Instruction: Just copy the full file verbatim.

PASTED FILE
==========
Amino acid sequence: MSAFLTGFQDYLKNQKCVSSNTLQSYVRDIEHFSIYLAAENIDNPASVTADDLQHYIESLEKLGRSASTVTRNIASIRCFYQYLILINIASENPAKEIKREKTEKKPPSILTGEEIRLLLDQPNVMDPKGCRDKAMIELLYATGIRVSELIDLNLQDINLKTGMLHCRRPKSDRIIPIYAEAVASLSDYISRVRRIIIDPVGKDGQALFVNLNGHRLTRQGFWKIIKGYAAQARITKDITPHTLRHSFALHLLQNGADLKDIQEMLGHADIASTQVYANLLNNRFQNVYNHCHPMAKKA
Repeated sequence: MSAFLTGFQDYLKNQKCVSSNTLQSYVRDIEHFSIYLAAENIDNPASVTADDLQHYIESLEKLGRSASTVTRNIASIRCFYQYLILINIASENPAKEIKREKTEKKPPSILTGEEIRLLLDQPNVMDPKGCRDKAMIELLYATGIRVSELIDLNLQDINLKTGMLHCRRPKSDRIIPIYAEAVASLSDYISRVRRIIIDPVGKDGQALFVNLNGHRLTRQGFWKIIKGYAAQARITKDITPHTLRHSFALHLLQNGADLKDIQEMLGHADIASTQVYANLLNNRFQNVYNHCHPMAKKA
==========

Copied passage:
Amino acid sequence: MSAFLTGFQDYLKNQKCVSSNTLQSYVRDIEHFSIYLAAENIDNPASVTADDLQHYIESLEKLGRSASTVTRNIASIRCFYQYLILINIASENPAKEIKREKTEKKPPSILTGEEIRLLLDQPNVMDPKGCRDKAMIELLYATGIRVSELIDLNLQDINLKTGMLHCRRPKSDRIIPIYAEAVASLSDYISRVRRIIIDPVGKDGQALFVNLNGHRLTRQGFWKIIKGYAAQARITKDITPHTLRHSFALHLLQNGADLKDIQEMLGHADIASTQVYANLLNNRFQNVYNHCHPMAKKA
Repeated sequence: MSAFLTGFQDYLKNQKCVSSNTLQSYVRDIEHFSIYLAAENIDNPASVTADDLQHYIESLEKLGRSASTVTRNIASIRCFYQYLILINIASENPAKEIKREKTEKKPPSILTGEEIRLLLDQPNVMDPKGCRDKAMIELLYATGIRVSELIDLNLQDINLKTGMLHCRRPKSDRIIPIYAEAVASLSDYISRVRRIIIDPVGKDGQALFVNLNGHRLTRQGFWKIIKGYAAQARITKDITPHTLRHSFALHLLQNGADLKDIQEMLGHADIASTQVYANLLNNRFQNVYNHCHPMAKKA